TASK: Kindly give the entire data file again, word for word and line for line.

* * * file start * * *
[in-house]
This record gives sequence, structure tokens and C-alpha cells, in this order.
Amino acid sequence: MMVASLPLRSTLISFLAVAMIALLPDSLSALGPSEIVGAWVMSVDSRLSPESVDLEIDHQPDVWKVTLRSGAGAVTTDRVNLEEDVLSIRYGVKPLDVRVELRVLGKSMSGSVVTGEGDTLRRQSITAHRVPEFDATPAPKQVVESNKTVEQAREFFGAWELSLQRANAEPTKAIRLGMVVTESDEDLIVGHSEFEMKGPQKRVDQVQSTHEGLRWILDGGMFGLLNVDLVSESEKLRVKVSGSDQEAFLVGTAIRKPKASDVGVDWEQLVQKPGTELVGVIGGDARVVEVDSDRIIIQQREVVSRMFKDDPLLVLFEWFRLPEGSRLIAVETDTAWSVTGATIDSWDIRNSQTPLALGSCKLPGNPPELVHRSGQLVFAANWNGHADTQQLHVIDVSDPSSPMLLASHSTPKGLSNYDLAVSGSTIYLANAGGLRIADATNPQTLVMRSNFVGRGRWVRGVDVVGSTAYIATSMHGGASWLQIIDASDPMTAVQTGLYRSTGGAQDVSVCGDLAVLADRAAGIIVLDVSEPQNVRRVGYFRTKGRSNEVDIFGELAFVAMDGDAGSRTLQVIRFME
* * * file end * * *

[in-house]
This record gives sequence, structure tokens and C-alpha cells, in this order.
Amino acid sequence: MMVASLPLRSTLISFLAVAMIALLPDSLSALGPSEIVGAWVMSVDSRLSPESVDLEIDHQPDVWKVTLRSGAGAVTTDRVNLEEDVLSIRYGVKPLDVRVELRVLGKSMSGSVVTGEGDTLRRQSITAHRVPEFDATPAPKQVVESNKTVEQAREFFGAWELSLQRANAEPTKAIRLGMVVTESDEDLIVGHSEFEMKGPQKRVDQVQSTHEGLRWILDGGMFGLLNVDLVSESEKLRVKVSGSDQEAFLVGTAIRKPKASDVGVDWEQLVQKPGTELVGVIGGDARVVEVDSDRIIIQQREVVSRMFKDDPLLVLFEWFRLPEGSRLIAVETDTAWSVTGATIDSWDIRNSQTPLALGSCKLPGNPPELVHRSGQLVFAANWNGHADTQQLHVIDVSDPSSPMLLASHSTPKGLSNYDLAVSGSTIYLANAGGLRIADATNPQTLVMRSNFVGRGRWVRGVDVVGSTAYIATSMHGGASWLQIIDASDPMTAVQTGLYRSTGGAQDVSVCGDLAVLADRAAGIIVLDVSEPQNVRRVGYFRTKGRSNEVDIFGELAFVAMDGDAGSRTLQVIRFME